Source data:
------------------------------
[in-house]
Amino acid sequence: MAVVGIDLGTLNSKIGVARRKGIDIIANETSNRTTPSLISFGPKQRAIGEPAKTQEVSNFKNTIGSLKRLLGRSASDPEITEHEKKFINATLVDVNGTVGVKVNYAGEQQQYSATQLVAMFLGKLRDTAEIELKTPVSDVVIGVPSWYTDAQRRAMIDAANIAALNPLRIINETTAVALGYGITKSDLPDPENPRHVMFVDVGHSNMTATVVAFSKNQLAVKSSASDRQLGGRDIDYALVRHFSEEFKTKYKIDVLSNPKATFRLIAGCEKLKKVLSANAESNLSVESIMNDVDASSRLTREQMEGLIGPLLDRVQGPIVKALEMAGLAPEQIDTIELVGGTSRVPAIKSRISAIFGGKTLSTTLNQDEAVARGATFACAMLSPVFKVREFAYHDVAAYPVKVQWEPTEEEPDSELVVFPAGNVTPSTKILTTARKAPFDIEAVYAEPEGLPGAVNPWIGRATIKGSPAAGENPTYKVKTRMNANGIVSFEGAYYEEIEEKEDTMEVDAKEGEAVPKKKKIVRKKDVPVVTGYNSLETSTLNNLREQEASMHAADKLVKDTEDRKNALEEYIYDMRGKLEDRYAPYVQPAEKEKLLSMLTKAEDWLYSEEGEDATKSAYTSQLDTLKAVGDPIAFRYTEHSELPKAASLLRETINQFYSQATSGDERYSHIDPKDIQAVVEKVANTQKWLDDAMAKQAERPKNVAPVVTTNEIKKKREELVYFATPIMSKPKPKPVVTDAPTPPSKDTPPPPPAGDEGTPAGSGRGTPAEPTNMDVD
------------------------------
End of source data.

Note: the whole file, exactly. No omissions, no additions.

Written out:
[in-house]
Amino acid sequence: MAVVGIDLGTLNSKIGVARRKGIDIIANETSNRTTPSLISFGPKQRAIGEPAKTQEVSNFKNTIGSLKRLLGRSASDPEITEHEKKFINATLVDVNGTVGVKVNYAGEQQQYSATQLVAMFLGKLRDTAEIELKTPVSDVVIGVPSWYTDAQRRAMIDAANIAALNPLRIINETTAVALGYGITKSDLPDPENPRHVMFVDVGHSNMTATVVAFSKNQLAVKSSASDRQLGGRDIDYALVRHFSEEFKTKYKIDVLSNPKATFRLIAGCEKLKKVLSANAESNLSVESIMNDVDASSRLTREQMEGLIGPLLDRVQGPIVKALEMAGLAPEQIDTIELVGGTSRVPAIKSRISAIFGGKTLSTTLNQDEAVARGATFACAMLSPVFKVREFAYHDVAAYPVKVQWEPTEEEPDSELVVFPAGNVTPSTKILTTARKAPFDIEAVYAEPEGLPGAVNPWIGRATIKGSPAAGENPTYKVKTRMNANGIVSFEGAYYEEIEEKEDTMEVDAKEGEAVPKKKKIVRKKDVPVVTGYNSLETSTLNNLREQEASMHAADKLVKDTEDRKNALEEYIYDMRGKLEDRYAPYVQPAEKEKLLSMLTKAEDWLYSEEGEDATKSAYTSQLDTLKAVGDPIAFRYTEHSELPKAASLLRETINQFYSQATSGDERYSHIDPKDIQAVVEKVANTQKWLDDAMAKQAERPKNVAPVVTTNEIKKKREELVYFATPIMSKPKPKPVVTDAPTPPSKDTPPPPPAGDEGTPAGSGRGTPAEPTNMDVD